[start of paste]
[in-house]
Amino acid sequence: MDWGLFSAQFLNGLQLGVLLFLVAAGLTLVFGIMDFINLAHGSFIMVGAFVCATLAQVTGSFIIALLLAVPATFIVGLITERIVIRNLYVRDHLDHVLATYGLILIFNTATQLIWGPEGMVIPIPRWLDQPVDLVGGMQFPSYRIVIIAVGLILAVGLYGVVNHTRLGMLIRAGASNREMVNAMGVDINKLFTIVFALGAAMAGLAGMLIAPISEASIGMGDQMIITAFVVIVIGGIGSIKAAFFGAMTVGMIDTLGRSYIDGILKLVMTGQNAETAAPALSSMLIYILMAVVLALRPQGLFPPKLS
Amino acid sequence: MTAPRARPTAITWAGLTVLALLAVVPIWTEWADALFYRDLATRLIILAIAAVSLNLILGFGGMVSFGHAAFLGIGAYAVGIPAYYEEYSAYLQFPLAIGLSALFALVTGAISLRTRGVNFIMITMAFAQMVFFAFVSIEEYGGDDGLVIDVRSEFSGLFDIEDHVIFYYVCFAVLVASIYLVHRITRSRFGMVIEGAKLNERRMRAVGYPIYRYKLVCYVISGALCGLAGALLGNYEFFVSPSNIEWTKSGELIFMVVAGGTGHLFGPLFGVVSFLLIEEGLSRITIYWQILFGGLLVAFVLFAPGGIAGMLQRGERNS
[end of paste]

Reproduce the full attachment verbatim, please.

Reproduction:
[in-house]
Amino acid sequence: MDWGLFSAQFLNGLQLGVLLFLVAAGLTLVFGIMDFINLAHGSFIMVGAFVCATLAQVTGSFIIALLLAVPATFIVGLITERIVIRNLYVRDHLDHVLATYGLILIFNTATQLIWGPEGMVIPIPRWLDQPVDLVGGMQFPSYRIVIIAVGLILAVGLYGVVNHTRLGMLIRAGASNREMVNAMGVDINKLFTIVFALGAAMAGLAGMLIAPISEASIGMGDQMIITAFVVIVIGGIGSIKAAFFGAMTVGMIDTLGRSYIDGILKLVMTGQNAETAAPALSSMLIYILMAVVLALRPQGLFPPKLS
Amino acid sequence: MTAPRARPTAITWAGLTVLALLAVVPIWTEWADALFYRDLATRLIILAIAAVSLNLILGFGGMVSFGHAAFLGIGAYAVGIPAYYEEYSAYLQFPLAIGLSALFALVTGAISLRTRGVNFIMITMAFAQMVFFAFVSIEEYGGDDGLVIDVRSEFSGLFDIEDHVIFYYVCFAVLVASIYLVHRITRSRFGMVIEGAKLNERRMRAVGYPIYRYKLVCYVISGALCGLAGALLGNYEFFVSPSNIEWTKSGELIFMVVAGGTGHLFGPLFGVVSFLLIEEGLSRITIYWQILFGGLLVAFVLFAPGGIAGMLQRGERNS